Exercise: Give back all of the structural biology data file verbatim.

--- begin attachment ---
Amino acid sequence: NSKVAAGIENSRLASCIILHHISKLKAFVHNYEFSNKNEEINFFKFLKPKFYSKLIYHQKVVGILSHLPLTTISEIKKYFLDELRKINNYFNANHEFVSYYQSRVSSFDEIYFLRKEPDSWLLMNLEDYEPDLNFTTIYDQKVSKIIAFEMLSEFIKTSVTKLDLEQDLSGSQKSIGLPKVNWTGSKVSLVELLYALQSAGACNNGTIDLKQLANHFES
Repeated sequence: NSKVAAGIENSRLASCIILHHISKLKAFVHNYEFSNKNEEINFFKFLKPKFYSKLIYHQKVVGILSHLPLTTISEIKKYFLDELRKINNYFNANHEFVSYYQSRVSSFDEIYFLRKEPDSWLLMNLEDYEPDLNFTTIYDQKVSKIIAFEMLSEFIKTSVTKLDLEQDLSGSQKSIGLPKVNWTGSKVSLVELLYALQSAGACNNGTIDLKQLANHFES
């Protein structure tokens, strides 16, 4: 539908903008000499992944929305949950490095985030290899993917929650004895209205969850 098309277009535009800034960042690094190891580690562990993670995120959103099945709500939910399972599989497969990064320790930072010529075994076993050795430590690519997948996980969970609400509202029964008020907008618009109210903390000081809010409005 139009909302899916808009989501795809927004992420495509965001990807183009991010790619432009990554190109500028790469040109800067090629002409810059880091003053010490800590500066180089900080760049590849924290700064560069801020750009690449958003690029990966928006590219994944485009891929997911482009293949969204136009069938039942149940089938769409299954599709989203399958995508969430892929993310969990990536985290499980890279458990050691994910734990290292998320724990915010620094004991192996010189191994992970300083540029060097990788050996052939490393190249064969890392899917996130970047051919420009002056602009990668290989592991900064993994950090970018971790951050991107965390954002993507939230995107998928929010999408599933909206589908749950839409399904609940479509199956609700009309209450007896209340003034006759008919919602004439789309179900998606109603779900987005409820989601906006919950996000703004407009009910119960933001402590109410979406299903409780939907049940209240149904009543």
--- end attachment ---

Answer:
Amino acid sequence: NSKVAAGIENSRLASCIILHHISKLKAFVHNYEFSNKNEEINFFKFLKPKFYSKLIYHQKVVGILSHLPLTTISEIKKYFLDELRKINNYFNANHEFVSYYQSRVSSFDEIYFLRKEPDSWLLMNLEDYEPDLNFTTIYDQKVSKIIAFEMLSEFIKTSVTKLDLEQDLSGSQKSIGLPKVNWTGSKVSLVELLYALQSAGACNNGTIDLKQLANHFES
Repeated sequence: NSKVAAGIENSRLASCIILHHISKLKAFVHNYEFSNKNEEINFFKFLKPKFYSKLIYHQKVVGILSHLPLTTISEIKKYFLDELRKINNYFNANHEFVSYYQSRVSSFDEIYFLRKEPDSWLLMNLEDYEPDLNFTTIYDQKVSKIIAFEMLSEFIKTSVTKLDLEQDLSGSQKSIGLPKVNWTGSKVSLVELLYALQSAGACNNGTIDLKQLANHFES
């Protein structure tokens, strides 16, 4: 539908903008000499992944929305949950490095985030290899993917929650004895209205969850 098309277009535009800034960042690094190891580690562990993670995120959103099945709500939910399972599989497969990064320790930072010529075994076993050795430590690519997948996980969970609400509202029964008020907008618009109210903390000081809010409005 139009909302899916808009989501795809927004992420495509965001990807183009991010790619432009990554190109500028790469040109800067090629002409810059880091003053010490800590500066180089900080760049590849924290700064560069801020750009690449958003690029990966928006590219994944485009891929997911482009293949969204136009069938039942149940089938769409299954599709989203399958995508969430892929993310969990990536985290499980890279458990050691994910734990290292998320724990915010620094004991192996010189191994992970300083540029060097990788050996052939490393190249064969890392899917996130970047051919420009002056602009990668290989592991900064993994950090970018971790951050991107965390954002993507939230995107998928929010999408599933909206589908749950839409399904609940479509199956609700009309209450007896209340003034006759008919919602004439789309179900998606109603779900987005409820989601906006919950996000703004407009009910119960933001402590109410979406299903409780939907049940209240149904009543």